Economic Convergence and Structural Change: the Role of Transition and EU Accession


Rumen Dobrinsky and Peter Havlik

wiiw Research Report No. 395, July 2014
31 pages including 6 Tables and 6 Figures

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This paper analyses the speed and patterns of economic convergence in the new EU Member States of Central and Eastern Europe during transition and the first years of EU membership. After a brief discussion of measurement and data issues, the paper provides stylised facts on growth and convergence in Europe, and explores various convergence measures proposed in the growth literature. It employs several analytical approaches in order to reveal convergence speed and patterns: univariate growth regressions, multivariate econometric analysis, including the testing of convergence models and running different growth regressions. The aim is to look at various aspects of convergence processes by using alternate approaches and then, by putting those together, to seek common and distinct features. We confirm that the one-off direct negative effects of the crisis on GDP growth were considerably stronger in the case of NMS. The growth patterns were interrupted and the convergence process slowed down. The paper underlines the significant, sometimes even increasing, heterogeneity of growth, pointing more generally to uneven economic convergence within the EU. This concerns not only the lasting differences between the NMS and the rest of the EU, but also significant dissimilarities between the growth patterns among individual countries within each of these subgroups.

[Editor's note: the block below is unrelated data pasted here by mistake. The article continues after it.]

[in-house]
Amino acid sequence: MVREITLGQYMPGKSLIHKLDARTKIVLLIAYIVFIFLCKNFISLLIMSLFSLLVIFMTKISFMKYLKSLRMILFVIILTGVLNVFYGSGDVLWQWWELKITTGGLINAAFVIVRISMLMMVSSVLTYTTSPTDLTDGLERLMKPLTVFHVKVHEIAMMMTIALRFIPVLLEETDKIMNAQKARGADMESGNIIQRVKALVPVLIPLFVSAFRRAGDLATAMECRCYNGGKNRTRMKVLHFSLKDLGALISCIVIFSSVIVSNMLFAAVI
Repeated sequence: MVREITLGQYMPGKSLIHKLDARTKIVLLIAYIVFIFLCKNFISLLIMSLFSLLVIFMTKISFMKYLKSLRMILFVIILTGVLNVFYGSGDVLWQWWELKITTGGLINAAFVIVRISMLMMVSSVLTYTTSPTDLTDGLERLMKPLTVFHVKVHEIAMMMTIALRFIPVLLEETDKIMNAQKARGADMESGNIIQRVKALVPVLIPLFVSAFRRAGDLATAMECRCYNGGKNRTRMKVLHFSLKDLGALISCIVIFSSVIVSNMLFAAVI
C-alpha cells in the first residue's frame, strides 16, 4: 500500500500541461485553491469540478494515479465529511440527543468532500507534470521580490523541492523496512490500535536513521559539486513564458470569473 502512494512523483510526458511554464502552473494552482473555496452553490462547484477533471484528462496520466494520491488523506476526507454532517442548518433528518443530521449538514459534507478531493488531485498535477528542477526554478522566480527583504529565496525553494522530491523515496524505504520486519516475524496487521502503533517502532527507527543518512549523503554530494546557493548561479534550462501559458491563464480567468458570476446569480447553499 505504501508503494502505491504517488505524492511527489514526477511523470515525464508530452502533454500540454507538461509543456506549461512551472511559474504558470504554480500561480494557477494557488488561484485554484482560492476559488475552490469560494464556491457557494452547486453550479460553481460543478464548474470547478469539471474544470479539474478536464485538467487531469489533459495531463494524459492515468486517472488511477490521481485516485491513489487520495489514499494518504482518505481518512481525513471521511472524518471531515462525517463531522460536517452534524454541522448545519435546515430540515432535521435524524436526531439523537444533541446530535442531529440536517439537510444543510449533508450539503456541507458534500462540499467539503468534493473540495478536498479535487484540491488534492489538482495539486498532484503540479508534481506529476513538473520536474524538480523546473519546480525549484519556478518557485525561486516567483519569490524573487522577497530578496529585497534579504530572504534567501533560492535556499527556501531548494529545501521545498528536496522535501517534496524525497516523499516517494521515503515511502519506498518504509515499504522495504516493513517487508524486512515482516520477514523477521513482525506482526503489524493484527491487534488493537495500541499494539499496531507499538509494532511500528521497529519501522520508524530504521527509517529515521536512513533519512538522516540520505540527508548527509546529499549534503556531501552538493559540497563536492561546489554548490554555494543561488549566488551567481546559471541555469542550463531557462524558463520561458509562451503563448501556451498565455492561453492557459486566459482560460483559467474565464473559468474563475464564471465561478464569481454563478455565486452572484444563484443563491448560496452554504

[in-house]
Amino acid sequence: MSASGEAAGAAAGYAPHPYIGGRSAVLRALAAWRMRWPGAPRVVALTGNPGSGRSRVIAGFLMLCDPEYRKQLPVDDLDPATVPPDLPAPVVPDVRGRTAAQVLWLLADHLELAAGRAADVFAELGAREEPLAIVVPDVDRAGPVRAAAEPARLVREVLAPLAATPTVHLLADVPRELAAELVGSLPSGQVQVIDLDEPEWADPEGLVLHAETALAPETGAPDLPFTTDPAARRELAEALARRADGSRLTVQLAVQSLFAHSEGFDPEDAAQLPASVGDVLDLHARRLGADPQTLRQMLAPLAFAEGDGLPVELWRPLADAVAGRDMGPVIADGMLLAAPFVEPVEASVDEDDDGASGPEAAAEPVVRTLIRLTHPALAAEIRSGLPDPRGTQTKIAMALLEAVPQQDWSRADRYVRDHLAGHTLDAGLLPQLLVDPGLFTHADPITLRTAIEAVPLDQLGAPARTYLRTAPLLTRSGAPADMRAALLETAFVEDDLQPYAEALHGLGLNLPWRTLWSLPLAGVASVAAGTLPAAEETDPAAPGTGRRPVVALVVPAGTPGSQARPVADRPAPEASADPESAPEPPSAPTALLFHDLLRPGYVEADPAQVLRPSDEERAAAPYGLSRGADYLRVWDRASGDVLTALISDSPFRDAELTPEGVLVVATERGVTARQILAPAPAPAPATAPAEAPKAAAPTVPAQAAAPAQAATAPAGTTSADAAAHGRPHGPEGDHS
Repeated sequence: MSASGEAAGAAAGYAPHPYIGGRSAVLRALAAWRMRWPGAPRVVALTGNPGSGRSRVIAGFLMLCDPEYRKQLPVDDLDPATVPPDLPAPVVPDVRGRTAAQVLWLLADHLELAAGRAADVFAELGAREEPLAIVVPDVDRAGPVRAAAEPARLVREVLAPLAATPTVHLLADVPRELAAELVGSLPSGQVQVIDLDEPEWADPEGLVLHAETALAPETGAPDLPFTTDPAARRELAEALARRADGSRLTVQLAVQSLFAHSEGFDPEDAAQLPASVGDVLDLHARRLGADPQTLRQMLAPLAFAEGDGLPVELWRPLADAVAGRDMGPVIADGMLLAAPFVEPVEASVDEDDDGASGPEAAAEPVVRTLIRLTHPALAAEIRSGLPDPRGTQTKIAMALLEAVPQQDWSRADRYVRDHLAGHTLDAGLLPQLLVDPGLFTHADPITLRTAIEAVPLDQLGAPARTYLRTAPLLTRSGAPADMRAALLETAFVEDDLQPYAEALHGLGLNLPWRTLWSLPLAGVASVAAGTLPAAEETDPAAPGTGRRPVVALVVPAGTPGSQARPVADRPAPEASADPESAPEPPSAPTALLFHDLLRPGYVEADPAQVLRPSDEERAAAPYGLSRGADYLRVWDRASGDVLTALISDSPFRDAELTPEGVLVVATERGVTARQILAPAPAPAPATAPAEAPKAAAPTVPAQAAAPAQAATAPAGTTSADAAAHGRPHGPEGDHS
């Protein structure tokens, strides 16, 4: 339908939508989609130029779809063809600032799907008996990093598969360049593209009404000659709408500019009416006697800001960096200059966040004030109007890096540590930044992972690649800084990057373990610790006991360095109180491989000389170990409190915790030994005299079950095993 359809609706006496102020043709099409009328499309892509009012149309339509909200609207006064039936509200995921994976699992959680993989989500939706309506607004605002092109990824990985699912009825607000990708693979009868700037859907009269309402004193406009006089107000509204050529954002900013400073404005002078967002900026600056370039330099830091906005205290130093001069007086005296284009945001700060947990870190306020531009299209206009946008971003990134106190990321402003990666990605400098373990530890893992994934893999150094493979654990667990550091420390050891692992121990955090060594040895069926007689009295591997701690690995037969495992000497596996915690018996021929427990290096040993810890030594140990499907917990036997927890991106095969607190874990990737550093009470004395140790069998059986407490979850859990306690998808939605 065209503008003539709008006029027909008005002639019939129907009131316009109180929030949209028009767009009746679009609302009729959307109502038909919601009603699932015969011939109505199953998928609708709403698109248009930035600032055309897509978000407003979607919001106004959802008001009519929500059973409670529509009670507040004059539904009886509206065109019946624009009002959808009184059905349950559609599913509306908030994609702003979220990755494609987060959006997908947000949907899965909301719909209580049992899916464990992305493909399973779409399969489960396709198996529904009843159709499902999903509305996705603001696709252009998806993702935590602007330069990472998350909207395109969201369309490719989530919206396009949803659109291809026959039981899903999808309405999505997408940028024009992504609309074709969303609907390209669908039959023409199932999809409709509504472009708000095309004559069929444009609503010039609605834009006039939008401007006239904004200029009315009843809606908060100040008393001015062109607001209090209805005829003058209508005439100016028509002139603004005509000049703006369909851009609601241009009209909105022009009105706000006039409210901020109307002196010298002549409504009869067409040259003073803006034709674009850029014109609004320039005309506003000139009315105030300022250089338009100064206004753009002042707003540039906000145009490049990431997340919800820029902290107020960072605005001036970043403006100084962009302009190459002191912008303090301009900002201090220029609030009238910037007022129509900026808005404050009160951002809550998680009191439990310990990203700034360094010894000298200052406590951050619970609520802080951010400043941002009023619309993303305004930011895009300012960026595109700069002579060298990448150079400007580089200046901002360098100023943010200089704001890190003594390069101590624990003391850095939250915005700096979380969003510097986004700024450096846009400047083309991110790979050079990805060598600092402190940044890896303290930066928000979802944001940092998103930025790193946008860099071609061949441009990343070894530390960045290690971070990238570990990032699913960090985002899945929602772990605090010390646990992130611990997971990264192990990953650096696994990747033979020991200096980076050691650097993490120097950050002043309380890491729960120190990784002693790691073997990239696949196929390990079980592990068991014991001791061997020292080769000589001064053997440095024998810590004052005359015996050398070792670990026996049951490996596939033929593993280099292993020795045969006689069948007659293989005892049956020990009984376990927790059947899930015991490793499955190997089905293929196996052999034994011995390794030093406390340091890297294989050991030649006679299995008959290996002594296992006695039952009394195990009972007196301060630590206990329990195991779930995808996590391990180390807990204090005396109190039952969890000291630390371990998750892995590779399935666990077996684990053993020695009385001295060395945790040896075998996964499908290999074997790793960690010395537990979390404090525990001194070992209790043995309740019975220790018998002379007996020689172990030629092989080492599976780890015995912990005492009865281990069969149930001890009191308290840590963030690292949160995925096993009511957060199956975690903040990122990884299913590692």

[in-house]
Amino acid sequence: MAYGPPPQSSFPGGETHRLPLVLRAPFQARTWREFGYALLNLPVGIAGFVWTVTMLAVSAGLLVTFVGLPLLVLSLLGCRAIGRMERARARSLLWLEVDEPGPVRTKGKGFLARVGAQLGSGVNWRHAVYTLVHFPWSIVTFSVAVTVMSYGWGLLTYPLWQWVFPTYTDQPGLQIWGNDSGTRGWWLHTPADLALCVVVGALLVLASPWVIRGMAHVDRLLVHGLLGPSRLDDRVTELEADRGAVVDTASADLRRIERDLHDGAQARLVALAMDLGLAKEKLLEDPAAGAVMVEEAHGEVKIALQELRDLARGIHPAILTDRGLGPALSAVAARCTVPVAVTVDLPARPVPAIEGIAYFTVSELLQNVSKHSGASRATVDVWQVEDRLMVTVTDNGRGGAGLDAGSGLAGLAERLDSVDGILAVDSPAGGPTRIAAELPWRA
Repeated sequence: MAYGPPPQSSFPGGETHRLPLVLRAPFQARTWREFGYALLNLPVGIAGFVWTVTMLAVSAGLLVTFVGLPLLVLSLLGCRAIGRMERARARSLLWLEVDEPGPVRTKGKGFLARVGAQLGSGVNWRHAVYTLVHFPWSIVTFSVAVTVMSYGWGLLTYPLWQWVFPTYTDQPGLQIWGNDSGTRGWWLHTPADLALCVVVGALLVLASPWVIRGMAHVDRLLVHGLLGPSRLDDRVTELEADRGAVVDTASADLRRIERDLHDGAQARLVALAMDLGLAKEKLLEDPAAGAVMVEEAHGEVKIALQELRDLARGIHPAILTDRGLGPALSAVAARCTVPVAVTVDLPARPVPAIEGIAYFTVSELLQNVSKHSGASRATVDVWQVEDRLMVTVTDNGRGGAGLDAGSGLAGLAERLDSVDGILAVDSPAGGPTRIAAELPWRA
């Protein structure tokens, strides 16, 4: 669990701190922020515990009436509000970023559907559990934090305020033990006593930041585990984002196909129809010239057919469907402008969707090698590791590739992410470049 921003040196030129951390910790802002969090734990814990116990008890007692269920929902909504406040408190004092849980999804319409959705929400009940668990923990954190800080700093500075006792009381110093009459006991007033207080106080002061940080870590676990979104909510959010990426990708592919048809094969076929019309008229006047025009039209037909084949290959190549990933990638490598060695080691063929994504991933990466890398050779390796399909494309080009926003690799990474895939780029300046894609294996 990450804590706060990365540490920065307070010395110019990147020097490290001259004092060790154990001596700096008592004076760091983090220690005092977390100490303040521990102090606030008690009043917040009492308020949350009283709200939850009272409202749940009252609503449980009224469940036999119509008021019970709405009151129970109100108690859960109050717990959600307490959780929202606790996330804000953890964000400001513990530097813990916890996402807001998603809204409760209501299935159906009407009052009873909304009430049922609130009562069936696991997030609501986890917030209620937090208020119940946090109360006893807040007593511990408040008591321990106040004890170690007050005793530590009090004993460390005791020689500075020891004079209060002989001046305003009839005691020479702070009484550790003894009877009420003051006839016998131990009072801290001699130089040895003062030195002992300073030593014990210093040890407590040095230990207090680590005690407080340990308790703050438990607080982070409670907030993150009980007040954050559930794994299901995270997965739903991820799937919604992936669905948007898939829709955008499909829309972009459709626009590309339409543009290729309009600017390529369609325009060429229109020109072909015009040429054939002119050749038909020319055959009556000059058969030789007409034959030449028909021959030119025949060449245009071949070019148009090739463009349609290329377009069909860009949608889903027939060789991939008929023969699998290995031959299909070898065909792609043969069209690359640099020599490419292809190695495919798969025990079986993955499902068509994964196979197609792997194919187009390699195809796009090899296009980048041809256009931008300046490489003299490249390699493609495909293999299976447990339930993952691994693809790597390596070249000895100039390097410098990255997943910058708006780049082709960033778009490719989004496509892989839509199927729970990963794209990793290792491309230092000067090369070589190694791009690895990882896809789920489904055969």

Reference to wiiw databases: wiiw Annual Database

Keywords: economic growth, growth determinants, real convergence, European Union, Central and Eastern Europe

JEL classification: C21, C23, O11, O40, O52, O57, F43, F63

Countries covered: New EU Member States

Research Areas: Macroeconomic Analysis and Policy